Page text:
There are limited pharmacological interventions available. Naltrexone is an opioid antagonist that blocks opioid receptors without producing an effect. This makes it difficult to get high. It has been used as an oral treatment, a depot monthly injection or as a longer-term implant formulation. There is not a lot of evidence for routine use of Naltrexone 16, but it may be very valuable in selected motivated patients 17. Compliance problems with oral Naltrexone can be overcome by using the depot formulation or implant 18. Naltrexone is unfortunately not registered in South Africa any more, but can be prescribed with MCC approval per patient and can then be ordered from overseas (e.g. using an online pharmacy).

(See appendix B for suggested guidelines on Naltrexone use)


Opioid dependence is a chronic relapsing disorder and relapse is common. Relapse can be used as a learning and growth opportunity. Many clients find that engaging in an aftercare program (for example a self-help support group like Narcotics Anonymous), provide them with a useful support structure and may reduce relapse. 


  1. Substitute opioid prescribing:

Some addicts are unable to give up their opioids, and interventions to reduce harm should be considered until such time that they are able to achieve total abstinence.


Given the chronic relapsing nature of opioid dependence and the frequently poor results of rapid detoxification and relapse prevention, reduction of drug-related harm has become the most important treatment modality in many countries. Although this strategy is not widely used and accepted in South Africa, substitution prescription of opioids is a well-established treatment option internationally. It is supported by a large body of research literature and clinical practice 19, 20. Cochrane reviews confirm that maintenance treatment with methadone 21 and buprenorphine 22 have proven effectiveness, provided that adequate dosages are prescribed and appropriate supervision is given.


Substitution is suitable for addicts who want to stop illicit opioid use, but who are unable to achieve abstinence from all opioids at that time. They receive a prescribed dose of methadone or buprenorphine at suitable doses to suppress withdrawal and craving, and in the case of buprenorphine, to block the ‘high’ if illicit opioids are used on top. This provides the person the opportunity to stabilise their life-style, develop insight and reduce harm from illicit drug use.


Methadone maintenance treatment has been shown to reduce morbidity 23, 24 (including HIV risk 25, incarceration 26, and other substance use 27) and mortality 28 associated with heroin dependence and improves treatment retention 23. When compared to detoxification and psychosocial interventions, methadone maintenance treatment has been shown have a better outcome 29. There is evidence that the same is true for buprenorphine 30.


The only formulation of methadone currently available in South Africa is Physeptone syrup ®, at a concentration of 2 mg/5 ml. This is a sweetened cough syrup, which has a high sugar content (prescribers should be aware of potential dental and other health implications) and high viscosity (makes accurate dispensing more difficult). Methadone is not currently registered for the management of opioid dependence in South Africa (substitution prescribing is thus an off-label use). Methadone generally has good oral bioavailability and its long half-life allows for daily oral dosing. Buprenorphine is available as a sublingual 2mg or 8mg tablet and its long half-life allows for once daily or even alternate day supervised consumption. Because it is a partial-agonist, with increasing dose the active effects plateau, making it safer and less likely to result in accidental overdose than full agonists like methadone. Individuals also report a 'clearer head' with buprenorphine, in contrast to the mental 'clouding' sometimes experienced with methadone. The choice of substitution drug rests with the prescribing physician. A higher level of tolerance, patient preference and contra-indications to use buprenorphine may be indications for choosing methadone. Ideally, the sugar-free 5 mg/5 ml elixir (not currently available in South Africa) should be used for substitution prescribing rather than the cough syrup. (See appendix B for suggested guidelines for buprenorphine and methadone substitution prescribing)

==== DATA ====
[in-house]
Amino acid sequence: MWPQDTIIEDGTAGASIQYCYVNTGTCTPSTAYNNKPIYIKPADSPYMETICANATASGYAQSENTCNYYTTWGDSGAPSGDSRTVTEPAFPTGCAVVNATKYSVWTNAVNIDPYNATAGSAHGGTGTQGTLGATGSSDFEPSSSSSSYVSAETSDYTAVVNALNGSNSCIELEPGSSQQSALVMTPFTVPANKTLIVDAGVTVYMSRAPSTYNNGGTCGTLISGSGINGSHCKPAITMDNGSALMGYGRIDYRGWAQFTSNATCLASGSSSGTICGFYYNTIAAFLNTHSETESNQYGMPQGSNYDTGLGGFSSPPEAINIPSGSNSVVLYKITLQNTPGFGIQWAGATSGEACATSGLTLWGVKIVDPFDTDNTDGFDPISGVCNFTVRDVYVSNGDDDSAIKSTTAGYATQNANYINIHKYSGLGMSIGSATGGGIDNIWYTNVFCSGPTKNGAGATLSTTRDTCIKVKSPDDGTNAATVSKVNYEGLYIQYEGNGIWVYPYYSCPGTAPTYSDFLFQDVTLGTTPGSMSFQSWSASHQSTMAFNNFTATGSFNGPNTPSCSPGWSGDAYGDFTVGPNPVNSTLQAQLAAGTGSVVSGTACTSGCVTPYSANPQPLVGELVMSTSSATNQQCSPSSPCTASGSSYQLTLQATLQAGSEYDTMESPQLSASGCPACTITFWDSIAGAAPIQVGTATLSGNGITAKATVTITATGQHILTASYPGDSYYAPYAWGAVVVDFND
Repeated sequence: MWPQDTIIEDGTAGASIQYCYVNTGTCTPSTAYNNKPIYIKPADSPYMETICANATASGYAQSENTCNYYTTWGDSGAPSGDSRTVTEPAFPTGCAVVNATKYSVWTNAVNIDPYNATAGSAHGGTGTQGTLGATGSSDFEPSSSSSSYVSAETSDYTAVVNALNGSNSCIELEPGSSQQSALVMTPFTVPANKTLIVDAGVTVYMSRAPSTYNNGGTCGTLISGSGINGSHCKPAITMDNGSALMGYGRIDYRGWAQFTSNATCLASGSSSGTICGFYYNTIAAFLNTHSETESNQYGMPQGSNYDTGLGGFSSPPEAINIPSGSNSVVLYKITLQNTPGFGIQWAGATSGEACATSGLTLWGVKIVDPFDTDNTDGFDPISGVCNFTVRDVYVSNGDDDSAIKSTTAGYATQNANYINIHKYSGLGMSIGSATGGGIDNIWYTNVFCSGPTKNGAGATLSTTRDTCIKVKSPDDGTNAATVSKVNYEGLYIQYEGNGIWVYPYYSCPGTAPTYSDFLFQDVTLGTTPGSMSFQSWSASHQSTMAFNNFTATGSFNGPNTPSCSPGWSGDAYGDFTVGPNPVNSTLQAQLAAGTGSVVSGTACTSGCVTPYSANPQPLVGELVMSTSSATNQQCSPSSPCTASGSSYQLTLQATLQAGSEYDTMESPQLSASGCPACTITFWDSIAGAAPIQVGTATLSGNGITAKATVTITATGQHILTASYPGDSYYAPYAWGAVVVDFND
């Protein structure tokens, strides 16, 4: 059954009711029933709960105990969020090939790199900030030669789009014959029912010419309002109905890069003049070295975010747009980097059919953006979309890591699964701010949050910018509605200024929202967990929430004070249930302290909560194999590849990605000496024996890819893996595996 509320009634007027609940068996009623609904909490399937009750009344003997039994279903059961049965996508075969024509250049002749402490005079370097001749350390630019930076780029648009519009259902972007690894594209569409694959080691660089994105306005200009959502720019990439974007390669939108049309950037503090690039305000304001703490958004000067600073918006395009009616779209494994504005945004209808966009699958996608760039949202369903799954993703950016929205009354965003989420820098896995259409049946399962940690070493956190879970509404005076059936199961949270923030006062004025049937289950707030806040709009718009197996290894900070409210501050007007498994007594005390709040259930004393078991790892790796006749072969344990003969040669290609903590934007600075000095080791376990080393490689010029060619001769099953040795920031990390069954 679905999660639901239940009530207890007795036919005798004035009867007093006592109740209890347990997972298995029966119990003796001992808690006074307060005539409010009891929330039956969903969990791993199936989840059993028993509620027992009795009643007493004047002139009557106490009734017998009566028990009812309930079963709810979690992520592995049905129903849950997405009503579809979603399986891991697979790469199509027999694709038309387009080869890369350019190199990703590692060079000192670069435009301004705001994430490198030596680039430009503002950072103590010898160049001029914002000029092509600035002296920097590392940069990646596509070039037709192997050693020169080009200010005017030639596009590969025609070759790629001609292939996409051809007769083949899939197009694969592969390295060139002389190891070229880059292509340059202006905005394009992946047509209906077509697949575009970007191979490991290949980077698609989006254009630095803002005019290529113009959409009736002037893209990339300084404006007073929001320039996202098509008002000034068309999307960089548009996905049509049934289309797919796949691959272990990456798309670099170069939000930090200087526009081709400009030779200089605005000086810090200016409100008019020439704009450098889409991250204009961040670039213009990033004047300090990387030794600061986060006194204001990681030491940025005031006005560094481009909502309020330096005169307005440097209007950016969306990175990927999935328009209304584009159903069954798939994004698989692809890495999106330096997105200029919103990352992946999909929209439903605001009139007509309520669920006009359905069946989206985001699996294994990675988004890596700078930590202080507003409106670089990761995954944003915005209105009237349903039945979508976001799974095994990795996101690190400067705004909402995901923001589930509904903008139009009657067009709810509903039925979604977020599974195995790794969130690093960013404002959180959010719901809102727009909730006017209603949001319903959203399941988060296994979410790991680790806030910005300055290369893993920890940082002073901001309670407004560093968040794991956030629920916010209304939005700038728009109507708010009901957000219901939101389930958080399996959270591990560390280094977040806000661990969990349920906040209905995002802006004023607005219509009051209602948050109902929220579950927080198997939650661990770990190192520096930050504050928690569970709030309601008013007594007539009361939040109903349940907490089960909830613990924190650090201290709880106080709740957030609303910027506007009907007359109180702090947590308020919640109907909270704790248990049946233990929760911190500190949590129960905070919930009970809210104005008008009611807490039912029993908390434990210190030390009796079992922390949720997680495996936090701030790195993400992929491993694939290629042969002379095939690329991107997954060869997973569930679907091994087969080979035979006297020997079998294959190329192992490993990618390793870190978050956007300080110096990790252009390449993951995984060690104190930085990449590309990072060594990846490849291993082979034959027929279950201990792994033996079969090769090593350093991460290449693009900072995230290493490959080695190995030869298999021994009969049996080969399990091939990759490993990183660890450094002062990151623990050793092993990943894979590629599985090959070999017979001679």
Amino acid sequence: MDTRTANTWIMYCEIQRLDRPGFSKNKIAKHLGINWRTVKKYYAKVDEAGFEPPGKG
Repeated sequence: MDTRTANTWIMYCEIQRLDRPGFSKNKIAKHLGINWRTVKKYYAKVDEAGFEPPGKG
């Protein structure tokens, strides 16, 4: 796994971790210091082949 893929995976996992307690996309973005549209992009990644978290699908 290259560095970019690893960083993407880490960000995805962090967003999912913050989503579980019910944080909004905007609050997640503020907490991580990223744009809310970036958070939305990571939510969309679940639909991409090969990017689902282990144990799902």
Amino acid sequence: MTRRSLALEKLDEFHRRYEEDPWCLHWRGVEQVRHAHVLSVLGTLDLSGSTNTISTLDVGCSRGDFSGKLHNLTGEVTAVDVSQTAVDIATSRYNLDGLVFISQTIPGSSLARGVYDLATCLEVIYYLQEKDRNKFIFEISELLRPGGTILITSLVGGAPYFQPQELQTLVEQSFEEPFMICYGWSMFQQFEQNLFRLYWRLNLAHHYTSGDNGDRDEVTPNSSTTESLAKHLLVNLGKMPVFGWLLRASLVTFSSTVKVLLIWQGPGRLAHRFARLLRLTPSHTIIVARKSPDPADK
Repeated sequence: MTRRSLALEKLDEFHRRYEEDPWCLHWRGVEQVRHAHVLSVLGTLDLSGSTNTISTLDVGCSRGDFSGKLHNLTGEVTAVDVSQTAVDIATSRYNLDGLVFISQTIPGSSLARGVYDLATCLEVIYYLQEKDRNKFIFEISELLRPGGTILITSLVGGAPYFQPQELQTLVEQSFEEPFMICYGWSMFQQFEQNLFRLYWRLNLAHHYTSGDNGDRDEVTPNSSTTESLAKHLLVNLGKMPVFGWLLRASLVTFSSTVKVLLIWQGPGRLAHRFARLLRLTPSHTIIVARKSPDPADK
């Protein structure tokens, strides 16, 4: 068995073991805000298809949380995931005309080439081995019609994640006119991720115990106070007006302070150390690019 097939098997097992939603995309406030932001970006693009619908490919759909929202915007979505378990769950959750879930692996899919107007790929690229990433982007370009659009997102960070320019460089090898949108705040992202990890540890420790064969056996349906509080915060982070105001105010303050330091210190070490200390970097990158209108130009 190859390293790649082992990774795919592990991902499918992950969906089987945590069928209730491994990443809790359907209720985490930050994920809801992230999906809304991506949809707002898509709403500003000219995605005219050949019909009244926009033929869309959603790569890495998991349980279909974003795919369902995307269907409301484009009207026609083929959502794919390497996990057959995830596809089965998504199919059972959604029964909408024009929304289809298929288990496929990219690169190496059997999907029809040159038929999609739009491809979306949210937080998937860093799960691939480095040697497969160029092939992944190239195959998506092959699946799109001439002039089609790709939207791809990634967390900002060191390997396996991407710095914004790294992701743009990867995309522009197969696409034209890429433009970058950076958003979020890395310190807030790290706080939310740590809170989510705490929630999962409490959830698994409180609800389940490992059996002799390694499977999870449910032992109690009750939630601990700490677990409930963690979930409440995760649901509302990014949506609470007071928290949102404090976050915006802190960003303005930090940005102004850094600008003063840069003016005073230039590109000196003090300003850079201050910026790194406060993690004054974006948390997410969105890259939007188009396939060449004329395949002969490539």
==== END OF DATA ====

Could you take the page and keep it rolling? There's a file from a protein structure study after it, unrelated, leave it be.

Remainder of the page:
Substitution prescription does pose problems if unregulated, and these include the potential for unsafe or unethical practices by medical professionals. It is thus important that accreditation, guidelines and proper legislation be put into place to ensure that doctors who do substitution prescribing are properly trained and regulated in order to ensure patient safety. It is recommended that accredited prescribers only (medical practitioners who have attended an accredited training course in the management of opioid dependence) provide substitution treatment. It is suggested that a body of experts act as an interim accreditation committee until such time that this function can be taken over by a Professional Body of Addiction Practitioners.


Important elements of substitution prescribing include regular monitoring of patients, random drug screening to pick up relapse to illicit opioids and use of other addictive substances, and ongoing psychosocial interventions.


It is suggested that a remuneration package be negotiated for substitution prescribing with funders. Although over-servicing of patients should be avoided, flexibility is important. Some clients (especially those with co-morbid medical or mental health problems) may require more support, drug testing and supervision and the average number of doctor’s visits is likely to be higher in cases where no practice nurse or counsellors are available.